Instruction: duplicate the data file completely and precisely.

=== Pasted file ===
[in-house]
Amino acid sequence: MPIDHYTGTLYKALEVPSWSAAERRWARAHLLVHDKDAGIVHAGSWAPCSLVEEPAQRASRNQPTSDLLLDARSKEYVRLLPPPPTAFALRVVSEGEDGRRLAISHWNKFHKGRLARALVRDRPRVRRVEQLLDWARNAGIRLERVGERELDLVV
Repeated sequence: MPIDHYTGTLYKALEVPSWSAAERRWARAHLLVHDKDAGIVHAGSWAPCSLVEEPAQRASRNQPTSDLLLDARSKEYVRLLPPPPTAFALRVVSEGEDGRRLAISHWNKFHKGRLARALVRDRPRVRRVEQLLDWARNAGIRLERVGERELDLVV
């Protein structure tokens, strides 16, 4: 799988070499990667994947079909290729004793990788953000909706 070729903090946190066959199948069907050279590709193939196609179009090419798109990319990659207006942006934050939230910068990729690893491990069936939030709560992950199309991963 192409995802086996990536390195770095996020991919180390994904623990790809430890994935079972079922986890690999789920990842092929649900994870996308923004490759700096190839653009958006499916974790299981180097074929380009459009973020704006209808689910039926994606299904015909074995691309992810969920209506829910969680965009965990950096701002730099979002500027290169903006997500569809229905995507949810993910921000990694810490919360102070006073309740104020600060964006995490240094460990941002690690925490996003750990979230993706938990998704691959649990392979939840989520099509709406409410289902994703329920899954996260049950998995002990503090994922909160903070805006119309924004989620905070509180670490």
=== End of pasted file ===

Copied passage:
[in-house]
Amino acid sequence: MPIDHYTGTLYKALEVPSWSAAERRWARAHLLVHDKDAGIVHAGSWAPCSLVEEPAQRASRNQPTSDLLLDARSKEYVRLLPPPPTAFALRVVSEGEDGRRLAISHWNKFHKGRLARALVRDRPRVRRVEQLLDWARNAGIRLERVGERELDLVV
Repeated sequence: MPIDHYTGTLYKALEVPSWSAAERRWARAHLLVHDKDAGIVHAGSWAPCSLVEEPAQRASRNQPTSDLLLDARSKEYVRLLPPPPTAFALRVVSEGEDGRRLAISHWNKFHKGRLARALVRDRPRVRRVEQLLDWARNAGIRLERVGERELDLVV
């Protein structure tokens, strides 16, 4: 799988070499990667994947079909290729004793990788953000909706 070729903090946190066959199948069907050279590709193939196609179009090419798109990319990659207006942006934050939230910068990729690893491990069936939030709560992950199309991963 192409995802086996990536390195770095996020991919180390994904623990790809430890994935079972079922986890690999789920990842092929649900994870996308923004490759700096190839653009958006499916974790299981180097074929380009459009973020704006209808689910039926994606299904015909074995691309992810969920209506829910969680965009965990950096701002730099979002500027290169903006997500569809229905995507949810993910921000990694810490919360102070006073309740104020600060964006995490240094460990941002690690925490996003750990979230993706938990998704691959649990392979939840989520099509709406409410289902994703329920899954996260049950998995002990503090994922909160903070805006119309924004989620905070509180670490």